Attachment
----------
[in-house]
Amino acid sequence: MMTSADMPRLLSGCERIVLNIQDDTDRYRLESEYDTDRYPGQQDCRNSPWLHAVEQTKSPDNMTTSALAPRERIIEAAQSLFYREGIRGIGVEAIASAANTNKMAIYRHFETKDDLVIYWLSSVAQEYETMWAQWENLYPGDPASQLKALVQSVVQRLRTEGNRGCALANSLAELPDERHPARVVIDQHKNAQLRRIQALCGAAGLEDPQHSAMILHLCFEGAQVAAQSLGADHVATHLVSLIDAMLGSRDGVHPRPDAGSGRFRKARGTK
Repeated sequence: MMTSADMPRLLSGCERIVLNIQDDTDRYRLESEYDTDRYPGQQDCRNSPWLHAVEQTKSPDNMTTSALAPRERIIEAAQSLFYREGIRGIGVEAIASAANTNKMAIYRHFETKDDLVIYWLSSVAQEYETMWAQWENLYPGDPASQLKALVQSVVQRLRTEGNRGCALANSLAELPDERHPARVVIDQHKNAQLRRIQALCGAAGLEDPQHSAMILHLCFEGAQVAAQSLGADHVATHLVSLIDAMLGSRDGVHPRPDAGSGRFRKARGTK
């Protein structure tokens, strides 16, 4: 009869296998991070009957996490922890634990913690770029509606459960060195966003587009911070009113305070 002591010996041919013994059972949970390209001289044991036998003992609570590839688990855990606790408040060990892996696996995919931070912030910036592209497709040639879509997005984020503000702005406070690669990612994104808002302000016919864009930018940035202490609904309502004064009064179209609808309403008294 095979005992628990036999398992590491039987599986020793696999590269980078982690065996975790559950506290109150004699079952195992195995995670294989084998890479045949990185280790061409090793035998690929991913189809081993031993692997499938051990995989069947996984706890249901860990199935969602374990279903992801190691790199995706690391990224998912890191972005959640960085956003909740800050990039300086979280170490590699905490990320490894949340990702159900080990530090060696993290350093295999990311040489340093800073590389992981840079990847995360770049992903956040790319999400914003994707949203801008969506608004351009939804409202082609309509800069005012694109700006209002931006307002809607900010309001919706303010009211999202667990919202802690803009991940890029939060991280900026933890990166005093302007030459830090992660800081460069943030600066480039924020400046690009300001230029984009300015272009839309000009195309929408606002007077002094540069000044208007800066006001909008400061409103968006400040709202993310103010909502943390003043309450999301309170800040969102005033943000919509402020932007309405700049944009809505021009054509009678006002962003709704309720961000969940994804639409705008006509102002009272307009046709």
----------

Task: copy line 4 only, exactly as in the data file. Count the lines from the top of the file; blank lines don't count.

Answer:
């Protein structure tokens, strides 16, 4: 009869296998991070009957996490922890634990913690770029509606459960060195966003587009911070009113305070 002591010996041919013994059972949970390209001289044991036998003992609570590839688990855990606790408040060990892996696996995919931070912030910036592209497709040639879509997005984020503000702005406070690669990612994104808002302000016919864009930018940035202490609904309502004064009064179209609808309403008294 095979005992628990036999398992590491039987599986020793696999590269980078982690065996975790559950506290109150004699079952195992195995995670294989084998890479045949990185280790061409090793035998690929991913189809081993031993692997499938051990995989069947996984706890249901860990199935969602374990279903992801190691790199995706690391990224998912890191972005959640960085956003909740800050990039300086979280170490590699905490990320490894949340990702159900080990530090060696993290350093295999990311040489340093800073590389992981840079990847995360770049992903956040790319999400914003994707949203801008969506608004351009939804409202082609309509800069005012694109700006209002931006307002809607900010309001919706303010009211999202667990919202802690803009991940890029939060991280900026933890990166005093302007030459830090992660800081460069943030600066480039924020400046690009300001230029984009300015272009839309000009195309929408606002007077002094540069000044208007800066006001909008400061409103968006400040709202993310103010909502943390003043309450999301309170800040969102005033943000919509402020932007309405700049944009809505021009054509009678006002962003709704309720961000969940994804639409705008006509102002009272307009046709």